I, like many of you (I hope), saw Black Panther, and, of course, there was much to read from it. One of those things, I would like to consider – Black Panther’s armor.
The first thing that I noticed in the movie, beyond the incredible Wakandan Technology, was that the newly minted King T’Challa did not quite understand what his suit did at first, resulting in a very painful and embarrassing situation. What I can also tell you is that every person in the theater with an awareness of the definition of “kinetic energy” understood exactly what was going to happen. Including many of you, if you have been with me for long enough (shout out to electron theory).
The only way that a suit like his could turn kinetic energy, the energy of motion, into potential energy, stored energy, is through some sort of spring. After all, we don’t have any technology that can absorb energy and retain it. That goes against the very nature of energy.
Springs are interesting things. The Black Panther’s armor seemed to fit him like a nice spandex suit. But how likely is it to have a suit like that behave the same way? Are there any spring-like clothes? To a very limited extent and under certain conditions, textile fibers can behave like springs. For example, wool clothes are stretchy like metal springs. Once you deform and pull on your old Christmas sweater, it snaps back into shape as if you did nothing.
Its problem is that it has no kind of impact-resistance. A quick punch to the body at your local boxing gym will both make you upset and give you a reason to take some ibuprofen in the morning. So, what if you added a molecular compound to it that was harder?
Harder, Better, Faster, Wronger
Graphene, composed of a hexagonal (six-sided) lattice of carbon atoms with the thickness of one atom, is the most thin, durable and stable material currently known to science through testing. And, it’s already been melded into wool through transmutation of graphene oxide and titanium oxide nanocomposites to a graphene/titanium dioxide nanocomposite on wool fibers. Its ability to conduct heat makes it effective to wear as clothing, unless you’re running through fire. But its electrical conductivity would make any introduction of electricity to the material a shocking experience, especially since wool already has a high conductivity. Nevertheless, with an appropriate insulator surrounding a core of graphene, it is not hard to see this becoming a popular type of body armor.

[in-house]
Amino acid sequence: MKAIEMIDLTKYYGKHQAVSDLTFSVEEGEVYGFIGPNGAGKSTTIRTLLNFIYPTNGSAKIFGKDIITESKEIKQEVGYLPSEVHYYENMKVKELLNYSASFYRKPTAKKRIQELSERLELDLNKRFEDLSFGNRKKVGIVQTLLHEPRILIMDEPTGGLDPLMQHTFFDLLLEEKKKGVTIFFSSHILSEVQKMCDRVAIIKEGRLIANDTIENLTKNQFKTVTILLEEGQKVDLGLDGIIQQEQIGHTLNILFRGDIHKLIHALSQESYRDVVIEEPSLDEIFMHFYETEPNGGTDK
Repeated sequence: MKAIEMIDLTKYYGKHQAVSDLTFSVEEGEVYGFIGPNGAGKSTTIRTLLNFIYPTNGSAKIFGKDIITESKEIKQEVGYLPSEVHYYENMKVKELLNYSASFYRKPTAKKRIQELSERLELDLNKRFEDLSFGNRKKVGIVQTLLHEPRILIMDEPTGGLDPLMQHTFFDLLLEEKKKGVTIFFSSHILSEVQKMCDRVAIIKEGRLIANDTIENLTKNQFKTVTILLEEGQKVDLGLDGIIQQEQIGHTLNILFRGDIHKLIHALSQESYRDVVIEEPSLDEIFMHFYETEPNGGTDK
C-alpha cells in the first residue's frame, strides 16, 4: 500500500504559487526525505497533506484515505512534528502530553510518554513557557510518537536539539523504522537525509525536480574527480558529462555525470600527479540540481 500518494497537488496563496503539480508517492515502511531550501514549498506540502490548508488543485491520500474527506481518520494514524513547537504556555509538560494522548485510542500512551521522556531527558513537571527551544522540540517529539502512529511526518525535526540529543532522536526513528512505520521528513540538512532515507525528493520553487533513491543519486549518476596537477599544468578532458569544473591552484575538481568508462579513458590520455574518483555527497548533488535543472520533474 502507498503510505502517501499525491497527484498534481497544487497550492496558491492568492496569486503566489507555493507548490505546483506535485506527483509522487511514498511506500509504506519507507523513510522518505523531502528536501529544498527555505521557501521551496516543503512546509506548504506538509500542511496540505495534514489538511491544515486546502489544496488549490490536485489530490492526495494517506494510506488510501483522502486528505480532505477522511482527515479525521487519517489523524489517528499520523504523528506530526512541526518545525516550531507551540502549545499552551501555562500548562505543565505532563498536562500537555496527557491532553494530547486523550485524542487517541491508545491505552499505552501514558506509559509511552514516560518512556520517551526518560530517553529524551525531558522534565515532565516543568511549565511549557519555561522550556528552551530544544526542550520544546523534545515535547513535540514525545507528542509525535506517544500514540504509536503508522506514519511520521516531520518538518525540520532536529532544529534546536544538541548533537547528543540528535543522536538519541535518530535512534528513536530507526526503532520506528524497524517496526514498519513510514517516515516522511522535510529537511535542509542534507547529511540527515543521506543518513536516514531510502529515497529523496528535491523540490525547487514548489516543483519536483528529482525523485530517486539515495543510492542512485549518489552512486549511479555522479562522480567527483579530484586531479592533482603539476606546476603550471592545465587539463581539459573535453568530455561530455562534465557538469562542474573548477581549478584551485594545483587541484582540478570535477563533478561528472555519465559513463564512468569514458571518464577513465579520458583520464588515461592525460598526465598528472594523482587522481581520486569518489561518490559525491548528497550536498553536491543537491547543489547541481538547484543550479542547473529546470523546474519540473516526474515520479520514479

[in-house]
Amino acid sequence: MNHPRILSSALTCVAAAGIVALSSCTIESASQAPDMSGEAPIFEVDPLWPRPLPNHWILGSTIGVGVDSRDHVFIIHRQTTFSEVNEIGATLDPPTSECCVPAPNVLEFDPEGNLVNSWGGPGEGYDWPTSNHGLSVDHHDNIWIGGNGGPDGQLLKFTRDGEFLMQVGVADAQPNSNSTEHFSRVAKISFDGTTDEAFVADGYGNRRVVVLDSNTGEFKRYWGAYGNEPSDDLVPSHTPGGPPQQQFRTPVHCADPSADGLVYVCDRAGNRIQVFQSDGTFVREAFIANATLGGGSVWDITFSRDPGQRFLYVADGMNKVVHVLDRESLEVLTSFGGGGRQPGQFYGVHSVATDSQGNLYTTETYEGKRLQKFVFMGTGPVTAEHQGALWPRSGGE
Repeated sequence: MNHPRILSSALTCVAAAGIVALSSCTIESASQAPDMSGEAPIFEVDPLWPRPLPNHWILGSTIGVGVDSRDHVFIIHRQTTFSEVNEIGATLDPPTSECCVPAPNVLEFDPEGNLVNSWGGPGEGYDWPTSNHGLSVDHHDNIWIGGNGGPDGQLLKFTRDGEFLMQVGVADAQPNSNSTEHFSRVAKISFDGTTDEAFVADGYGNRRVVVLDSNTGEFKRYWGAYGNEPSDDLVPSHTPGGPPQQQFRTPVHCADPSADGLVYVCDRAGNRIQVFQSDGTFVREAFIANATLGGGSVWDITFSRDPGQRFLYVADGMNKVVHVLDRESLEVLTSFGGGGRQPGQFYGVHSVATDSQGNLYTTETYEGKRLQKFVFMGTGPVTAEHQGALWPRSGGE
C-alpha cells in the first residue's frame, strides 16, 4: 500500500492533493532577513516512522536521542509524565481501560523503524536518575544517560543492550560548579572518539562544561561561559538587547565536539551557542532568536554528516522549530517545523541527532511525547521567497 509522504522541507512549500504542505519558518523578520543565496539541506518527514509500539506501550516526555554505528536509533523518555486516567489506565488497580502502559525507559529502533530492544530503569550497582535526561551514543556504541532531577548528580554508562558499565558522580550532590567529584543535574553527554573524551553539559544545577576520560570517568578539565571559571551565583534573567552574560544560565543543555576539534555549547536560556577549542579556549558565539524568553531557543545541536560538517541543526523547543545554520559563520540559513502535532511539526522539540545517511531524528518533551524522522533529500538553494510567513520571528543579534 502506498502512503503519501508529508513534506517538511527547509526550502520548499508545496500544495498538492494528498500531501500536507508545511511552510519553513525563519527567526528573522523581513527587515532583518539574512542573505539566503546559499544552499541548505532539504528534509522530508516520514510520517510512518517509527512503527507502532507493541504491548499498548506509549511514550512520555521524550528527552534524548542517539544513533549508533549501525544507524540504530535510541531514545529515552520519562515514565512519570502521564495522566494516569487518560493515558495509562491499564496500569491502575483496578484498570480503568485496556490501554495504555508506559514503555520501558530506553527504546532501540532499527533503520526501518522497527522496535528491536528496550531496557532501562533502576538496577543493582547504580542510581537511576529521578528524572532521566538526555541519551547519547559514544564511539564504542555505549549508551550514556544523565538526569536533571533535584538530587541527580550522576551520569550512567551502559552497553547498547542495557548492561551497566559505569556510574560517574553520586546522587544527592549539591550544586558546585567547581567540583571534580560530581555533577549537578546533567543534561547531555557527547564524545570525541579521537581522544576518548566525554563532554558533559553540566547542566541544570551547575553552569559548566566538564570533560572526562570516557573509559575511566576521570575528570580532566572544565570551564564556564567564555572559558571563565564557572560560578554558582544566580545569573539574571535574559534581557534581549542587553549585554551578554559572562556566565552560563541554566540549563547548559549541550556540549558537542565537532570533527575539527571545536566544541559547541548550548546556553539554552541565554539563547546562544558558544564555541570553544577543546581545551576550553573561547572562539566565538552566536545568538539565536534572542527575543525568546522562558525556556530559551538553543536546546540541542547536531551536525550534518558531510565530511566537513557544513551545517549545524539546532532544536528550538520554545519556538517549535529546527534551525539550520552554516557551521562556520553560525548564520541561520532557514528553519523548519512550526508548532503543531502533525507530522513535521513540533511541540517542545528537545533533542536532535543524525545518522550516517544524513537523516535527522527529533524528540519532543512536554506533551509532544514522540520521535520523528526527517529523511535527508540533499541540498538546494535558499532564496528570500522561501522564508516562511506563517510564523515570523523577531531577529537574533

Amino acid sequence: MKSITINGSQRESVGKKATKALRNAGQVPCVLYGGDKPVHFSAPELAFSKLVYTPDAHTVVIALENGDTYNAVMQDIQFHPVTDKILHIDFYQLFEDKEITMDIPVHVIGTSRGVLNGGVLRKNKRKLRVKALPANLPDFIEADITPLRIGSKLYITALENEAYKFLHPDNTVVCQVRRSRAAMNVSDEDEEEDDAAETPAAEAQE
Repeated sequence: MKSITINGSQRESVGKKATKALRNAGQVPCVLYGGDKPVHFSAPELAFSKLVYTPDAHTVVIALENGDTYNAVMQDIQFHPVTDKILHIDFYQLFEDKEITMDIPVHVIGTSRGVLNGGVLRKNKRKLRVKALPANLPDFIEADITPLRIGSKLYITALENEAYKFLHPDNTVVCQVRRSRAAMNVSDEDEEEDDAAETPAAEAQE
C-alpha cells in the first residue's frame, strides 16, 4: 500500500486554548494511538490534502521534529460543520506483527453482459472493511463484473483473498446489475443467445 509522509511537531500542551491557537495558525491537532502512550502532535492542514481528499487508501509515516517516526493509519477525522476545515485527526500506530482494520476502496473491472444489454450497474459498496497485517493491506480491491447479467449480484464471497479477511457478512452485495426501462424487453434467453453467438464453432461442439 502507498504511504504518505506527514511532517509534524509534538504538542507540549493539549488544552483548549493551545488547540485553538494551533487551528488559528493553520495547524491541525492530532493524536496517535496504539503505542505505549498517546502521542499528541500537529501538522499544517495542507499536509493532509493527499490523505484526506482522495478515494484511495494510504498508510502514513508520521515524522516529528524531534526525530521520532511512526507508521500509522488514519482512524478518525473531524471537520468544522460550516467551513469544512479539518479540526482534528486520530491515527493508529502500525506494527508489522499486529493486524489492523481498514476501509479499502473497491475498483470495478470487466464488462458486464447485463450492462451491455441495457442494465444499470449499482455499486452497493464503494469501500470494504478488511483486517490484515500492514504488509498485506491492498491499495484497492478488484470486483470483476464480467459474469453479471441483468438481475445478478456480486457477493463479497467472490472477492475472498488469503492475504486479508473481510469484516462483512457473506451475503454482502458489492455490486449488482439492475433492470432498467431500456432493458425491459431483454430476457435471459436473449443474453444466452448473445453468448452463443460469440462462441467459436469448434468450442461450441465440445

How about we look at one of the most recent fibers, Kevlar? While Graphene has a tensile strength of 130 gigapascals (GPa), Kevlar only has a strength of 3.6 to 3.7 GPa, yet it has been successfully made into a durable fiber about eight times stronger than ordinary steel (0.4 GPa). The problem is exactly that – it’s fiber. Once you break it, the rest of it slackens and becomes weaker.
Interestingly, by the way, I found that hair could have the strength of steel, according to how it’s composed or treated; could you imagine hair being used as armor?
The thing about these types of body armor is that they’re heavy and inflexible. Rigid frames of armor can withstand impacts, but with enough the force, two things can happen. Either the armor shatters or breaks, or you take a hit that is similar to someone swinging a hammer into you, creating a nasty bruise. In fact, people typically look at armor as something that needs to be only two things: hard and harder.
Fortunately, scientists are aware of these cons and are already doing something about it. Those that need this body armor most, the military, are moving toward more flexible solutions. The US Air Force and Naval Research Laboratory have teamed up to get rid of the common armor – steel and/or ceramic – which is too inflexible and uncomfortable. Instead, they created a type of armor that was made with foam-covered ceramic balls, supported by polyethylene sheets (you know polyethylene for its starring roles in plastic shopping bags, hard plastic containers and trash bins). The balls, you could imagine, make it easy for you to rotate your body and also allow different body types to fit a bulletproof vest.
In any event, it seems like Shuri still holds the crown when it comes to body armor. The goal of flexible, spring-like, and durable might not be possible with our current elements, but the beauty of chemistry is in all of the different possibilities that you can get just by changing one step. Maybe we will end up creating a vibranium-like substance one day, just by chance.
But I want to know: what other systems or particles do we have today that mirror the effects of the armor of the Black Panther that I might have missed?